Pityriasis amiantacea (PA) is characterized by adherence of hair shafts proximally.1 It has been associated with dermatologic conditions and rarely with medications. We describe a woman who developed PA following a bone marrow transplant with melphalan conditioning. We also review drug-induced PA and disorders that have been linked to this condition.
A 67-year-old woman with a history of multiple myeloma was treated with 7 courses of chemotherapy (cyclophosphamide, bortezomib, prednisone). One month later, the patient underwent a bone marrow transplant with melphalan conditioning due to residual plasma cell myeloma. Following the transplant, she developed complete scalp alopecia. Prior to and following transplant, the patient’s hair care regimen included washing her hair and scalp every other day with over-the-counter “natural” shampoos. During drug-induced alopecia, the hair washing became less frequent.
The patient left the hospital 4 weeks posttransplant; her hair had started to regrow, but its appearance was altered. Posttransplant, the patient was maintained on bortezomib every other week and zoledronate once per month. She continued to develop multiple lesions in the scalp hairs during the following 4 months.
Eight months posttransplant she presented for evaluation of the scalp hair. Clinical examination showed hairs that were entwined together proximally, resulting in matting of the hair (Figure 1). A diagnosis of PA was established based on the clinical examination.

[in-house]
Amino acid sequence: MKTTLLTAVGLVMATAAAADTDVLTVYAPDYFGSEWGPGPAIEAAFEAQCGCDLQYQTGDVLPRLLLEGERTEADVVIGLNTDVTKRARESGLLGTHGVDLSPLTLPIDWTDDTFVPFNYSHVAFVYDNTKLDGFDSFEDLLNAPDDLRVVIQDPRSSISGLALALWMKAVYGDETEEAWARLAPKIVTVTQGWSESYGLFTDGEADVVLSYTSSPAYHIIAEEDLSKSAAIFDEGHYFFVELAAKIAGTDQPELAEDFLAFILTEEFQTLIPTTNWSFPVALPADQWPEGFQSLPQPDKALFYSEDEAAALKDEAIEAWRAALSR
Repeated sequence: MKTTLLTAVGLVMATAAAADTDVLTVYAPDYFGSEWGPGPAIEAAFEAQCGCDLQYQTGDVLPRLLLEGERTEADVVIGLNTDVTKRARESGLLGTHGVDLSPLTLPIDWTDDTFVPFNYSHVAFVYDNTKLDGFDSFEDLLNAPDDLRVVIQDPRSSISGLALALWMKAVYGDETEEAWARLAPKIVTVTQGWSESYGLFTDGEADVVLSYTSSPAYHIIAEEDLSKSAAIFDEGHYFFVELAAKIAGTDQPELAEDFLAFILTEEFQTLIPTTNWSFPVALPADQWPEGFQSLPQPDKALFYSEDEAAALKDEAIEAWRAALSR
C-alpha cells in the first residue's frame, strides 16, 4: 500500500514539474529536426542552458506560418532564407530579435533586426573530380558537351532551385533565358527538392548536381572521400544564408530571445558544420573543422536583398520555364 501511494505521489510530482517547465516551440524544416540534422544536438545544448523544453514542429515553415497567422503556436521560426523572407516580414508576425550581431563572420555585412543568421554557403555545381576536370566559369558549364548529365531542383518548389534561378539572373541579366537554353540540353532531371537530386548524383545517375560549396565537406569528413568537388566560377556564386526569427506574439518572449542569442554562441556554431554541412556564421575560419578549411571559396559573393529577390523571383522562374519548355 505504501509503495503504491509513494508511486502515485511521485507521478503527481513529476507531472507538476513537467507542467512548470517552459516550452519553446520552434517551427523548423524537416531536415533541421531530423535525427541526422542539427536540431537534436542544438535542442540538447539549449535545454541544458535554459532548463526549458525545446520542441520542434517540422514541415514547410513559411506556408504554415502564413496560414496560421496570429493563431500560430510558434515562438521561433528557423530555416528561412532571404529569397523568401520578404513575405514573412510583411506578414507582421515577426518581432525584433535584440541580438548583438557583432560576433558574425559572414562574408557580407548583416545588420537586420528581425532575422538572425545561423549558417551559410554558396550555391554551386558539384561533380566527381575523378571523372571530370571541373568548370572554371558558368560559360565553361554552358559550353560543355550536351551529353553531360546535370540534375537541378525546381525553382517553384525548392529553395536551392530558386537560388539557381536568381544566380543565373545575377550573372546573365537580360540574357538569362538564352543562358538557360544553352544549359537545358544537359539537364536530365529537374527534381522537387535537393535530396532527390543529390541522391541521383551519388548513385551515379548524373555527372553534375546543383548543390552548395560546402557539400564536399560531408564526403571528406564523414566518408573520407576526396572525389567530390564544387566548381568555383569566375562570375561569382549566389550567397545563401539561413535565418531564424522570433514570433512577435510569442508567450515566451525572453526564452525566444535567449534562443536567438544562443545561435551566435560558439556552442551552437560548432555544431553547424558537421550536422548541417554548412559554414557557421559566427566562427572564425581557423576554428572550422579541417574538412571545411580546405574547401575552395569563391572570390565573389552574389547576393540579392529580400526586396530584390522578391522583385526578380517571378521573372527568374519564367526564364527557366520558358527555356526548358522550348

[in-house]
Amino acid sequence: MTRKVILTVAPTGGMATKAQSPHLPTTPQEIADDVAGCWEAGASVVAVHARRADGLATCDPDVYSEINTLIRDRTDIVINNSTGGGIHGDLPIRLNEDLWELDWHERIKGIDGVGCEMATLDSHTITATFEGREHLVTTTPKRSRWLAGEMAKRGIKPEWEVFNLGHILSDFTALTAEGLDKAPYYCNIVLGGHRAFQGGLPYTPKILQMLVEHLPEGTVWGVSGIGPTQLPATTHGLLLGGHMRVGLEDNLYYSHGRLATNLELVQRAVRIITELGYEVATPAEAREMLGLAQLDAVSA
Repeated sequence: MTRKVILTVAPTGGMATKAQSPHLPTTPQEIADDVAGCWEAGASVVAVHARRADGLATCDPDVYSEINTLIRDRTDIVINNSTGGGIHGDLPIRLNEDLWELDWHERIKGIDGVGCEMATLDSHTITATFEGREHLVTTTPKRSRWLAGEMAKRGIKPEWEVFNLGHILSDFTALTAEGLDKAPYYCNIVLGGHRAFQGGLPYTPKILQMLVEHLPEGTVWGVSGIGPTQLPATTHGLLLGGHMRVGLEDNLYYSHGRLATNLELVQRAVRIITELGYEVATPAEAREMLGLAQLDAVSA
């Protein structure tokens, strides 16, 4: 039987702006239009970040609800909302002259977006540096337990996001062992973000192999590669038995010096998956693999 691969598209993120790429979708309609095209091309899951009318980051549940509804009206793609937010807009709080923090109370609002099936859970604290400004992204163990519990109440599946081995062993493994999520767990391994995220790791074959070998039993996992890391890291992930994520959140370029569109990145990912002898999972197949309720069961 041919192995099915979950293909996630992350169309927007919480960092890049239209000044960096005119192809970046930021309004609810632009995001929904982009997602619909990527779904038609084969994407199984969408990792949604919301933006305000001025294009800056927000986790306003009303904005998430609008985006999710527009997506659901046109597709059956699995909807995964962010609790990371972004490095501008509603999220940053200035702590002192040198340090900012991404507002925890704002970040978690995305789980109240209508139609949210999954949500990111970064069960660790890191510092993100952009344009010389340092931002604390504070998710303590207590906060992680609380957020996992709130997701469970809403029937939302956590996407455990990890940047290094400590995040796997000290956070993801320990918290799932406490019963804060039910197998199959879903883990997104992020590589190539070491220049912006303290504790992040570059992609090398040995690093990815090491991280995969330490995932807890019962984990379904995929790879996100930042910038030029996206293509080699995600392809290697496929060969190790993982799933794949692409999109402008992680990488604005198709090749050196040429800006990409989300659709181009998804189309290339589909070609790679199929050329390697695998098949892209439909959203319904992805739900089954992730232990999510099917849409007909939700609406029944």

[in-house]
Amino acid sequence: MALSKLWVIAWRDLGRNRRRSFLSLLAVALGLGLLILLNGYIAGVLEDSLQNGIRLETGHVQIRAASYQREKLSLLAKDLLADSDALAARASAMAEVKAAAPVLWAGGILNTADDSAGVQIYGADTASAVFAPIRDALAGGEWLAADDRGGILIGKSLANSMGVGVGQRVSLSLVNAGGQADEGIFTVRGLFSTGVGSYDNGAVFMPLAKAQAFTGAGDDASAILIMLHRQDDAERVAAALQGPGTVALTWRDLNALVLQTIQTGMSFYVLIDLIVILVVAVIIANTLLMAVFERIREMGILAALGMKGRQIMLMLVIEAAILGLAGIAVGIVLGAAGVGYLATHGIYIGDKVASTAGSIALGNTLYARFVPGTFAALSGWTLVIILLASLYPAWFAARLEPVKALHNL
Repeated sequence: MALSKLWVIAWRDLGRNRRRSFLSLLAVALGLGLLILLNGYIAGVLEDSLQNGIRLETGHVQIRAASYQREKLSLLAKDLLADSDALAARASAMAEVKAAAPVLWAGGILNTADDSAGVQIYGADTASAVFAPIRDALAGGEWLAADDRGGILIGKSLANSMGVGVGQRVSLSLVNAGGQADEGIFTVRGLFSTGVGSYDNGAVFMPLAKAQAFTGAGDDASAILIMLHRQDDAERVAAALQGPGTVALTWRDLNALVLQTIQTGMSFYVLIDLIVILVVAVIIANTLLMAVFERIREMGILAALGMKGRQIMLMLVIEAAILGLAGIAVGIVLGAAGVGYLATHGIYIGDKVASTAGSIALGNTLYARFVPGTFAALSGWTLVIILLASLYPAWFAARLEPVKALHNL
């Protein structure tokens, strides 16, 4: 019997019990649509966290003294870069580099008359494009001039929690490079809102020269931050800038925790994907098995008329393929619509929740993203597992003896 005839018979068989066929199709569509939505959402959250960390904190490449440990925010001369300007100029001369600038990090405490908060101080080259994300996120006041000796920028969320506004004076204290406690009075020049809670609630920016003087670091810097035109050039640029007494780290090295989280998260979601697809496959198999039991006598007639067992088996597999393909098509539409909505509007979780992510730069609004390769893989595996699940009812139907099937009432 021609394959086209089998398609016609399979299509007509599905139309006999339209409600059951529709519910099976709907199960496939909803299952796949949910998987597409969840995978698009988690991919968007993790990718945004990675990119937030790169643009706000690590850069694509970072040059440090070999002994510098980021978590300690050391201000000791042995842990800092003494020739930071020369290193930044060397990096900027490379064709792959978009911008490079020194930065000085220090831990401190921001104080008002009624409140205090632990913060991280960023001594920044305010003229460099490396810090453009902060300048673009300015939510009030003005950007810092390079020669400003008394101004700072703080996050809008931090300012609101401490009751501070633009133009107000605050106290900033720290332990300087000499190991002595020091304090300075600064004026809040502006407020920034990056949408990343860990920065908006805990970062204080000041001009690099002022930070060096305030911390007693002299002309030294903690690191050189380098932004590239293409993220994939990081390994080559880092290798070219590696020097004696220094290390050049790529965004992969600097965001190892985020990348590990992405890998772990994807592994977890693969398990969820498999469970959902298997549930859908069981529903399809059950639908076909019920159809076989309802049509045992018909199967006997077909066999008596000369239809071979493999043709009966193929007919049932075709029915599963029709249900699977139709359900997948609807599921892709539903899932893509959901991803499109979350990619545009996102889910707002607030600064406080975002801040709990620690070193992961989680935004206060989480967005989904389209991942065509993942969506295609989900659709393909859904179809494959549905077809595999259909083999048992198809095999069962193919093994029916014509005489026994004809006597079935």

Treatment included mineral oil application to the scalp under occlusion each evening, followed by morning washing with coal tar 0.5%, salicylic acid 6%, or ketoconazole 2% shampoo in a repeating sequential manner. Within 1 month there was complete resolution of the scalp condition (Figure 2).
Pityriasis amiantacea is characterized by thick excessive scale of the scalp1; it was initially described by Alibert2 in 1832. He described the gross appearance of the scales as resembling the feathers of young birds, which naturalists dub “amiante” or asbestoslike.1,2 In 1917, Gougerot3 explored infectious etiologies of this condition by describing cases of impetigo that transitioned into PA.1 Later, in 1929, Photinos4 described fungal origins of PA, giving credence to “tinea amiantacea.”1 However, more recent analyses failed to isolate fungus.5-7 As such, pityriasis (scaling) amiantacea is the more appropriate term, as emphasized by Brown8 in 1948. The cause of PA remains unclear; it is hypothesized that the condition is a reaction to underlying inflammatory dermatoses, though concurrent bacterial or fungal infection may be present.5,9
Pityriasis amiantacea is considered to be most prevalent in pediatric patients and young adults; it is more common in females.1,9,10 In a review of 85 PA patients, more than 80% were women (n=69), and the mean age at presentation was 23.8 years. Approximately half of these patients had widespread scalp lesions (n=42); however, focal localized lesions were common.9 No hereditary patterns have been described, though 3 pairs of the 10 patients with PA in Ring and Kaplan’s7 review were siblings.